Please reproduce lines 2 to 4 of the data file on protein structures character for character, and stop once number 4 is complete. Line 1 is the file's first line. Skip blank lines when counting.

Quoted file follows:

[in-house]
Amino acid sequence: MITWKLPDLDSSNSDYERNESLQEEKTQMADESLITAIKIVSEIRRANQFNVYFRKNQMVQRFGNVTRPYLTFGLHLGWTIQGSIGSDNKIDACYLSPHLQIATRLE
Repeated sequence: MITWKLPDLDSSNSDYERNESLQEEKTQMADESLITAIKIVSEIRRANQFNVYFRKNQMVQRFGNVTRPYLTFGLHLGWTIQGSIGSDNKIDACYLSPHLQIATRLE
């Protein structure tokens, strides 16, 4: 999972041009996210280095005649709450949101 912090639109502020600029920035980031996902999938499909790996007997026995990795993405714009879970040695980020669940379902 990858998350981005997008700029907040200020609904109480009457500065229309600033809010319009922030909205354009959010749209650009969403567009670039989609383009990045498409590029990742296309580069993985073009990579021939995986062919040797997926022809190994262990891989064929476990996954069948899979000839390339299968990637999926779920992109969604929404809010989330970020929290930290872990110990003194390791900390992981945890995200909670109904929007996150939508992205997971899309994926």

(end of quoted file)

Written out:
Amino acid sequence: MITWKLPDLDSSNSDYERNESLQEEKTQMADESLITAIKIVSEIRRANQFNVYFRKNQMVQRFGNVTRPYLTFGLHLGWTIQGSIGSDNKIDACYLSPHLQIATRLE
Repeated sequence: MITWKLPDLDSSNSDYERNESLQEEKTQMADESLITAIKIVSEIRRANQFNVYFRKNQMVQRFGNVTRPYLTFGLHLGWTIQGSIGSDNKIDACYLSPHLQIATRLE
């Protein structure tokens, strides 16, 4: 999972041009996210280095005649709450949101 912090639109502020600029920035980031996902999938499909790996007997026995990795993405714009879970040695980020669940379902 990858998350981005997008700029907040200020609904109480009457500065229309600033809010319009922030909205354009959010749209650009969403567009670039989609383009990045498409590029990742296309580069993985073009990579021939995986062919040797997926022809190994262990891989064929476990996954069948899979000839390339299968990637999926779920992109969604929404809010989330970020929290930290872990110990003194390791900390992981945890995200909670109904929007996150939508992205997971899309994926």